But it was in that moment I saw what this vision meant. The energy of the wheel of life. How our work influences people millions of miles away, people we'll never meet nor realize we've helped.
It was a bootleg copy, to demonstrate that no one on the film, no one producing it, or starring in it were profiting from the transaction. It was part of this gigantic "Energy wheel of life" - where turning the bottom of the wheel from where I was, changed something at the top of the wheel on another side - something I would never consciously be aware of.
All the labor of everyone, my contribution minuscule - in a tiny, insignificant way - was turning that giant wheel so that the energy of creativity could help this poor family in a slum in Mumbai.
We can't see the good that we do. Or our effect on others.
But we can appreciate that if we put our heart and soul into something, someone somewhere will benefit from it. That's how the energy works.
You do a small simple good deed for one person - and like the quantum butterfly effect - it affects someone on the other side of the planet.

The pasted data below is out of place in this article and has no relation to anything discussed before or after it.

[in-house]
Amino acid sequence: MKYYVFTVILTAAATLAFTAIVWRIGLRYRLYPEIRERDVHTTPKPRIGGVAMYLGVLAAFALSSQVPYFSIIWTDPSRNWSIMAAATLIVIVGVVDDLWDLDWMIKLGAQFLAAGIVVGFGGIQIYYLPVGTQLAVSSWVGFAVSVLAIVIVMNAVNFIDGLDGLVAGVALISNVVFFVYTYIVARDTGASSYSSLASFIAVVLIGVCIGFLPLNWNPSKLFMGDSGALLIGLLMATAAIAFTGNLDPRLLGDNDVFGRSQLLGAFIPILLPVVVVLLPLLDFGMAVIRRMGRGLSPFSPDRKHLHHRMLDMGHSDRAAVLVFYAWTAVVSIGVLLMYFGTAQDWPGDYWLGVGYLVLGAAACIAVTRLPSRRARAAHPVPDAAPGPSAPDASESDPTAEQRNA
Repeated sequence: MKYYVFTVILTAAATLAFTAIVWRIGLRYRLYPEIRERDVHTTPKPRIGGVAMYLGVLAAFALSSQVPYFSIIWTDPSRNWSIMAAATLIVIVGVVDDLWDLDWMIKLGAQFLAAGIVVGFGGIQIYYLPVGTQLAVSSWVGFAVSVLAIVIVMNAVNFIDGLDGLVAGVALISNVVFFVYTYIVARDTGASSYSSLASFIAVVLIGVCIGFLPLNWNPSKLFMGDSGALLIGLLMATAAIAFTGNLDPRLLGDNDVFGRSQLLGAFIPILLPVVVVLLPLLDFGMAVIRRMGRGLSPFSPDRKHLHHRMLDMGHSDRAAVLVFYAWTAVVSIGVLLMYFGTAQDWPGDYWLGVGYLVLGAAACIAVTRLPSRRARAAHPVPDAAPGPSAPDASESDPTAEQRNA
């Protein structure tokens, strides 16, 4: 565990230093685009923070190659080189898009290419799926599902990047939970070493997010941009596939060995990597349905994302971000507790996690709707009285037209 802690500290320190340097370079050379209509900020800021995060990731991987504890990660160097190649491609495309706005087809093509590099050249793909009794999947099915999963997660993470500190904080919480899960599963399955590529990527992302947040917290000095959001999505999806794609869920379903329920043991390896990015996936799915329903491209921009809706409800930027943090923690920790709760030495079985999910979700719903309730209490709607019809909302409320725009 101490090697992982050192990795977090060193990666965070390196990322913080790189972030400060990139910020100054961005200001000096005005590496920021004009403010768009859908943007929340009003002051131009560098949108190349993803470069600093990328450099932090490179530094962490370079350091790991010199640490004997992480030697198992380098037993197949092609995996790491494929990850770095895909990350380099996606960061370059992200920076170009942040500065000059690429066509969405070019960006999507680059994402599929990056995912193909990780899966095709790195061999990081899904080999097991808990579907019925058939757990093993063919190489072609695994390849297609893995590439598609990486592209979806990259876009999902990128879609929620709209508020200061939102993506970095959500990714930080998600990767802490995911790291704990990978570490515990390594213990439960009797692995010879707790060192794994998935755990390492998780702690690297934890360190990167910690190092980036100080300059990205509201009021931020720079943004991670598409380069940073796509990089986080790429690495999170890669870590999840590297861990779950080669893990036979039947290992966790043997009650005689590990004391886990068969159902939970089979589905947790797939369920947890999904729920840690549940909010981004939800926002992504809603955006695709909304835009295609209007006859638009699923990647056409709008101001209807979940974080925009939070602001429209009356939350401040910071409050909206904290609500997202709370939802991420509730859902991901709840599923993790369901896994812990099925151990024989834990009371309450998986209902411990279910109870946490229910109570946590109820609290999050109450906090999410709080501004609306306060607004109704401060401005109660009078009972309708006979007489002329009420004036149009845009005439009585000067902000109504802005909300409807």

From a definition of "the quantum butterfly effect"
So a principal lesson of the butterfly effect is the opposite of Redford's line: It is extremely hard to calculate such things with certainty. There are many butterflies out there. A tornado in Texas could be caused by a butterfly in Brazil, Bali, or Budapest. Realistically, we can't know. "It's impossible for humans to measure everything infinitely accurately," says Robert Devaney, a mathematics professor at Boston University. "And if you're off at all, the behavior of the solution could be completely off." When small imprecisions matter greatly, the world is radically unpredictable."
Or, radically complex. My two cents.
PS. "The sum of human misery keeps creeping up and haunting me." I found this sentence in a notebook from high school. I remember writing it, but have no idea where it came from. I guess it came from somewhere on the flipside.